Do the Plus Size Awards 'promote obesity'? Fat chance

Every year the Plus Size Awards offer a dynamic response to the lack of bigger bodies in mainstream media

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Indy Lifestyle Online

There are the Mobo Awards for music of black origin, the GLAADs for Gay and Lesbian representation in the media and a whole load of Women in… whatever awards.

I think we all understand that people who feel disproportionately under-represented in mainstream media may feel the need to self-organise and give themselves the credit that’s due.

This year, for the first time as an event on its own, one of the largest unsung groups in the country finally demands some “me time” – the British Plus Size Awards will be held on Saturday. “There’s all different awards but nothing for plus size,” says Linda Koch, the event’s founder.

“I think people need to be rewarded to remind them they’re doing a great job and it’s appreciated. The amount of votes we get coming in proves that – thousands and thousands; overwhelming.”

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Sarah Millican attends the Arqiva British Academy Television Awards 2013 at the Royal Festival Hall on 12 May 2013 in London, England (Tim P. Whitby/Getty Images)

The general public voted for shortlists in categories such as Best Celebrity Female, Best Entertainer, Best Person in Business and the shortlists include a diverse range of people from Matt Lucas to White Dee; from Adele to Sarah Millican. Household names many of them – so why do we need these awards?

“In some instances they [these people] are ignored,” Koch says, “and bigger people who dare to step into the limelight suffer abuse. Gemma Collins, for example.” Koch goes on to explain that Collins was meant to be presenting the awards this weekend until the call from I’m a Celebrity came. “People were being so horrible about her going into the jungle because she’s overweight.” So horrible that Collins was trending on Twitter even before her “shock departure” from the ITV show. Koch is keen to make sure I understand that the awards are not “promoting obesity”, but rather that “we’ve got to face facts: there are plus-size people in this world and they are entitled to a life”.

The thing is that I don’t believe there is such a thing as promoting obesity. I think the fear of committing this “crime” is part of the reason why we need her awards, because day-to- day we censor images and ideas about bigger people. We are afraid to show bigger people having fun, dynamic, intelligent lives, in case our children decide that they want to be fat.  Scottee is an artist, broadcaster and founder of Hamburger Queen, a pageant/talent show for fat people. It was critically acclaimed, and, naturally, broadcasters and media bods came calling, but every time the coverage would be scrapped at the last minute.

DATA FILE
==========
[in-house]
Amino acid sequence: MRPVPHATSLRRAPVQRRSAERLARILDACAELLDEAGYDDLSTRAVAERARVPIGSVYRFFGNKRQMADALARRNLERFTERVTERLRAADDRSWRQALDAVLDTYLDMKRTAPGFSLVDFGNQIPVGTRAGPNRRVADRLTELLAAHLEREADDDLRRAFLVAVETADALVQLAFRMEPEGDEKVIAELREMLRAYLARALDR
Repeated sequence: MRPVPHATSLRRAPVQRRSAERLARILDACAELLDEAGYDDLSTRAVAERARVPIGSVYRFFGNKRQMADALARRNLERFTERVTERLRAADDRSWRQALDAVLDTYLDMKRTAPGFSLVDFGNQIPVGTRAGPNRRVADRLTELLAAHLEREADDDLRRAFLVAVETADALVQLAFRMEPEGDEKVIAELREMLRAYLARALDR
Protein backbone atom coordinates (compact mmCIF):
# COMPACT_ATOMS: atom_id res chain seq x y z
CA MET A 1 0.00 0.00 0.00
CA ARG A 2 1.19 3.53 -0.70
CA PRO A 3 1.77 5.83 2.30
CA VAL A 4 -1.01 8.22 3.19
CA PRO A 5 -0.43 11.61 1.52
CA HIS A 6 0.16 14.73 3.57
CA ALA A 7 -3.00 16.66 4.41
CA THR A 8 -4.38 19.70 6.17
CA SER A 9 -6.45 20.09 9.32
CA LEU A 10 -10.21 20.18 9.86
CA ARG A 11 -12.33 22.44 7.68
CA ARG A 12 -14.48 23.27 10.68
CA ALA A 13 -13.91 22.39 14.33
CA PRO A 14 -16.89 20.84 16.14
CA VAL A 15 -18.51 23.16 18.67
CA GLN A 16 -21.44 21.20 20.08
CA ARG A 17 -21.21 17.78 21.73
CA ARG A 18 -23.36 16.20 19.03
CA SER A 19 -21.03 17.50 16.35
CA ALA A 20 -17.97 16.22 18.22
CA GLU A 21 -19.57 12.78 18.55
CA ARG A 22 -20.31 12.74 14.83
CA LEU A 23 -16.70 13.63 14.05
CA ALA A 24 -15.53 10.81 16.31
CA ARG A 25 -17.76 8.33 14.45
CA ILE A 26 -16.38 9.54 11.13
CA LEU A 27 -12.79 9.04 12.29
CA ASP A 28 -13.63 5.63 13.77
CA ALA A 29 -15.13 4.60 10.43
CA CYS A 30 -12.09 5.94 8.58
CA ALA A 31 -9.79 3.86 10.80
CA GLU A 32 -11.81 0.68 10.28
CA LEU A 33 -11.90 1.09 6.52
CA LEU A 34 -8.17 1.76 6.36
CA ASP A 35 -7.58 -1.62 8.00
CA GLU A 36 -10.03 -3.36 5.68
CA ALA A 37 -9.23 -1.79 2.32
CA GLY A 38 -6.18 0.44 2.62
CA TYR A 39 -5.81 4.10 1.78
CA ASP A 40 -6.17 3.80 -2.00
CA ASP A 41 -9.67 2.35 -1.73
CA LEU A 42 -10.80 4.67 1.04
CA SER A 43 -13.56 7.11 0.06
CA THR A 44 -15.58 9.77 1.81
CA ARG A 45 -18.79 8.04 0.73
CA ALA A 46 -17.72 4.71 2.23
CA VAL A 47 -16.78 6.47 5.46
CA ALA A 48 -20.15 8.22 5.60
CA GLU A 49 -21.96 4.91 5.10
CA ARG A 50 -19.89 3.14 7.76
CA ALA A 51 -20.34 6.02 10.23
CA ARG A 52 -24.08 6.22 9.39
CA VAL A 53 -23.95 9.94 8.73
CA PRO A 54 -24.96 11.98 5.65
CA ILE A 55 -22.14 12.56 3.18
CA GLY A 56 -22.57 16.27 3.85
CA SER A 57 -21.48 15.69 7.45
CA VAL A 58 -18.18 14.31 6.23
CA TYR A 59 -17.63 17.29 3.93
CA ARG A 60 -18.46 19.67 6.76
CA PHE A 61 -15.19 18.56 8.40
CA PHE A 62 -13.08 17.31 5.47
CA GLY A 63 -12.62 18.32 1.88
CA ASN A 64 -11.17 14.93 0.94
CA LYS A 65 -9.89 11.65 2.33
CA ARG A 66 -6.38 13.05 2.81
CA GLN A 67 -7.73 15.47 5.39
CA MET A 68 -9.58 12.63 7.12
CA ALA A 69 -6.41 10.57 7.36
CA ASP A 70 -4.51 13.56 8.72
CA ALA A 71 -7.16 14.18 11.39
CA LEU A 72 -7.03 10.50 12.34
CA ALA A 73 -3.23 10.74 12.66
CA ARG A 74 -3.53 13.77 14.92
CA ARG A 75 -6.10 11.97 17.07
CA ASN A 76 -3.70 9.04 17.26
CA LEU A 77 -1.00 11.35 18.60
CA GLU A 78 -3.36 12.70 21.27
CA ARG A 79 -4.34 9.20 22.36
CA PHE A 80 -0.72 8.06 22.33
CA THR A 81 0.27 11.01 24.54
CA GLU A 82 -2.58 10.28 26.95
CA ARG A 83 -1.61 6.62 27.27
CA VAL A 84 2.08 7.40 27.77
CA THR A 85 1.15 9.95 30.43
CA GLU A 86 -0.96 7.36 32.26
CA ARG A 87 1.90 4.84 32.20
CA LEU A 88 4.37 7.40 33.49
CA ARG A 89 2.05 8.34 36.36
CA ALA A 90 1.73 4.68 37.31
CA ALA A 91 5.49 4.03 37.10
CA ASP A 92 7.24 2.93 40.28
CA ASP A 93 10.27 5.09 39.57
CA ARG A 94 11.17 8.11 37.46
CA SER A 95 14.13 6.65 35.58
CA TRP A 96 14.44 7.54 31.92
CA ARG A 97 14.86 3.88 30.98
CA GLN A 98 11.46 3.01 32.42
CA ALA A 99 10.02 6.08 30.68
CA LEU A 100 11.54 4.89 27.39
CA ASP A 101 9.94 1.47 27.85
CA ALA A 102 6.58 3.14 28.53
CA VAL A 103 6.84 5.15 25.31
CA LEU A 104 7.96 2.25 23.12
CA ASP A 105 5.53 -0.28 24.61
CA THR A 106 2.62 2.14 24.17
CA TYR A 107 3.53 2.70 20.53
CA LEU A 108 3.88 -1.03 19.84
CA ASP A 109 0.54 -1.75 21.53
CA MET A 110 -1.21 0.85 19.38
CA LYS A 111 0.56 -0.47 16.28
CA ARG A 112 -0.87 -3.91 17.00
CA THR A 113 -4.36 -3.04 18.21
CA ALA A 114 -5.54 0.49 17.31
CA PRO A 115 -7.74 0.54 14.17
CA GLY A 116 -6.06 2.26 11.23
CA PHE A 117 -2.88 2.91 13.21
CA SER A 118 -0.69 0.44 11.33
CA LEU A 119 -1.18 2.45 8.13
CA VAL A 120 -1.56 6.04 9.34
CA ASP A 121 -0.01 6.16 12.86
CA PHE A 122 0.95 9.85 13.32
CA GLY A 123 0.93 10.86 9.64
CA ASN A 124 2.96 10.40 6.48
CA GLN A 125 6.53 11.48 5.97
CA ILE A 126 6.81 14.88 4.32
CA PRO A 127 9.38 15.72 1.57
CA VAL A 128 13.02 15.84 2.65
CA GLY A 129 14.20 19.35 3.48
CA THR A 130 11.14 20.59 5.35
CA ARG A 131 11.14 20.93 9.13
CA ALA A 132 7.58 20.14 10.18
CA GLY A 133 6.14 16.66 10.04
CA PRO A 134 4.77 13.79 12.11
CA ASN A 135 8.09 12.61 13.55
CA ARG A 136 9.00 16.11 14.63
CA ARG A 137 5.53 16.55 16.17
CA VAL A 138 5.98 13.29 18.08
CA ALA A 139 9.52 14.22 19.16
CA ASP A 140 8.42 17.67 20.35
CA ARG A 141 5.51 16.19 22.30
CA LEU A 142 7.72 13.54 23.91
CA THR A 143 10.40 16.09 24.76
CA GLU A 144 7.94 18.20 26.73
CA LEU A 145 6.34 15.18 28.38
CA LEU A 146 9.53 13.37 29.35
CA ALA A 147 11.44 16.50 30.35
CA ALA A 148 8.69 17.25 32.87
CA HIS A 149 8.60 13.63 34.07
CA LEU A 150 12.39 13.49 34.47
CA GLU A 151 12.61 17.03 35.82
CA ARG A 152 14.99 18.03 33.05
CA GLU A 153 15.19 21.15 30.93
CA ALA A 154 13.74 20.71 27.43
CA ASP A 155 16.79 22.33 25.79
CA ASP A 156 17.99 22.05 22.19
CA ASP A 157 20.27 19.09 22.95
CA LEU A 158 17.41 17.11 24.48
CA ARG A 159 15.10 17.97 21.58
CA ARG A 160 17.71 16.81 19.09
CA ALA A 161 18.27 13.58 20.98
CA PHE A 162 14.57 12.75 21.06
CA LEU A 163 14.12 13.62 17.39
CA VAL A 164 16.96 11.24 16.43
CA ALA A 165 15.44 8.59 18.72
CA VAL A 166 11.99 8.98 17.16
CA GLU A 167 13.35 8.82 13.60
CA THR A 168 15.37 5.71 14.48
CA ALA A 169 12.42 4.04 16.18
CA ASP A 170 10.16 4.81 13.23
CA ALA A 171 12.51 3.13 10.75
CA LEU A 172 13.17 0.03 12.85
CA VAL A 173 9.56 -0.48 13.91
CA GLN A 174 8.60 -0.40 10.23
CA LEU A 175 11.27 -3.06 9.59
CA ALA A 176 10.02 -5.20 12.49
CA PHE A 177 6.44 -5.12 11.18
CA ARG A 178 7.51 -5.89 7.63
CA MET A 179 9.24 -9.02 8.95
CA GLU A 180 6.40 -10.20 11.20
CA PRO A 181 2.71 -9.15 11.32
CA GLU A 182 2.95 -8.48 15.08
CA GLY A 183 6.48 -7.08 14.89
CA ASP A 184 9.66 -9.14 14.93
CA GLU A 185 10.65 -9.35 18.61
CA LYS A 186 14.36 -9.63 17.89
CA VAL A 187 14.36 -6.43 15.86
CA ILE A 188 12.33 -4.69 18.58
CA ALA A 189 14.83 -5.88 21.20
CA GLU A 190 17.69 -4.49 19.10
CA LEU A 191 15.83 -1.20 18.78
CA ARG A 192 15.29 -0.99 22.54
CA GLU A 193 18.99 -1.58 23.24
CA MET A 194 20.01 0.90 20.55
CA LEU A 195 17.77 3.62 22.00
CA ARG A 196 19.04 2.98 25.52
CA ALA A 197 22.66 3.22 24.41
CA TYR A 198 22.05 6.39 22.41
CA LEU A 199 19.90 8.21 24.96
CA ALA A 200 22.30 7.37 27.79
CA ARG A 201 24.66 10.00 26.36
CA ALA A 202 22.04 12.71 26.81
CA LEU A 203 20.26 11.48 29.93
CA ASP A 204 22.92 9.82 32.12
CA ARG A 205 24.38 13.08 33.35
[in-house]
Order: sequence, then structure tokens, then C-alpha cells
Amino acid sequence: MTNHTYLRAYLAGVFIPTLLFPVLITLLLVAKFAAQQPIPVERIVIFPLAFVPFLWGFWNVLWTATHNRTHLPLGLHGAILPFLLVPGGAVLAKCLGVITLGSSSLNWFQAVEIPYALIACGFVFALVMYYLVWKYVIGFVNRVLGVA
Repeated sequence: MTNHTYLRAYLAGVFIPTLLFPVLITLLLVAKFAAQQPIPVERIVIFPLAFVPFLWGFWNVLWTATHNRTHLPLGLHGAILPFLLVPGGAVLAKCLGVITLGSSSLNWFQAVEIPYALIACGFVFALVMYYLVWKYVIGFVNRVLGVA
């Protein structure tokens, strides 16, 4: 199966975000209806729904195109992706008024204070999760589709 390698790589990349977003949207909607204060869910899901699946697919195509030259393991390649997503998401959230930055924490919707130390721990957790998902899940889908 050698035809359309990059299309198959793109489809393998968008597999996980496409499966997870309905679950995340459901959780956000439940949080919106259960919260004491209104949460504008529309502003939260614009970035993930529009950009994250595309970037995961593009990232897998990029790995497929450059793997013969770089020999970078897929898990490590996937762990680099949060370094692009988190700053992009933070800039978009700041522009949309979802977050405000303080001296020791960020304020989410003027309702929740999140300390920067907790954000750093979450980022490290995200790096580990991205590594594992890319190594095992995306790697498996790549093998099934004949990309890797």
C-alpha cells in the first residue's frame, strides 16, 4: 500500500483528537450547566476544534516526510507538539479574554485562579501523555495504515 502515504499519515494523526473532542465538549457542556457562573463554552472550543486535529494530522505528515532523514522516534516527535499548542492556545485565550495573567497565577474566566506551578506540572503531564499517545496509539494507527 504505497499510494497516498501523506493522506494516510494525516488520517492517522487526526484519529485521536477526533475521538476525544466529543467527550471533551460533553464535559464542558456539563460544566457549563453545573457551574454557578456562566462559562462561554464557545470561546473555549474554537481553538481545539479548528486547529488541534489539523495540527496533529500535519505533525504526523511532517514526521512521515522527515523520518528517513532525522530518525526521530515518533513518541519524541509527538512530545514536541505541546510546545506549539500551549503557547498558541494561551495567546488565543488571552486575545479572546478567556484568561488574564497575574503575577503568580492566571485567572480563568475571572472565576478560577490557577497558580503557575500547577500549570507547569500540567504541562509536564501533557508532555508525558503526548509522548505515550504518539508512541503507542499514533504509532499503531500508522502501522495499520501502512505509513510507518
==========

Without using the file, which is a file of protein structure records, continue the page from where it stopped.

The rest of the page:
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Comedienne and author Jo Brand (David Levenson/Getty Images)

“I got asked to go on The Wright Stuff [on Channel 5]. They booked me in. I was supposed to have a car come and collect me and half an hour before it was due I got an email – not even a call – saying, ‘We’re pulling the feature from the show because our director feels that we’re promoting obesity by having you on.’”

Do we seriously think that showing a fat person on TV without the caveat of how horribly they may die makes our children fatter?

“I don’t know what promoting obesity is. It feels just as dangerous as Section 28, which was about not promoting homosexuality,” says Scottee. “It’s so vague.”

It also clearly does not work, because in this climate of censorship our children continue to get fatter regardless; all this atmosphere serves to do is stigmatise people. It needs to stop; the perception of fat people needs changing.

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Johnny Vegas (Gareth Cattermole/Getty Images)

“Fat doesn’t mean unhealthy,” says Scottee. “They are two different things. Do you think I don’t go to the gym? That I don’t go swimming three times a week?”

Koch is similarly frustrated. “Not everyone  [who is overweight] sits on a couch all day stuffing their face with sweets. I work six days a week, 9am till 9 at night – that’s me and all the girls in the office and we’re all plus size.” I know how she feels; I’m over a size 16 and people seem shocked when I turn up to meetings on a bike.

Being fat is more complicated than simply the result of greed, laziness or a lifestyle choice. Genetics, psychology, illness, industrialised food production – all of these can contribute to someone being bigger, and bigger people are more than just the extra cells attached to their arse.

We can be achievers, dreamers and stars, and we deserve to be allowed the same chance in  the limelight, the same chance to win a shiny award.

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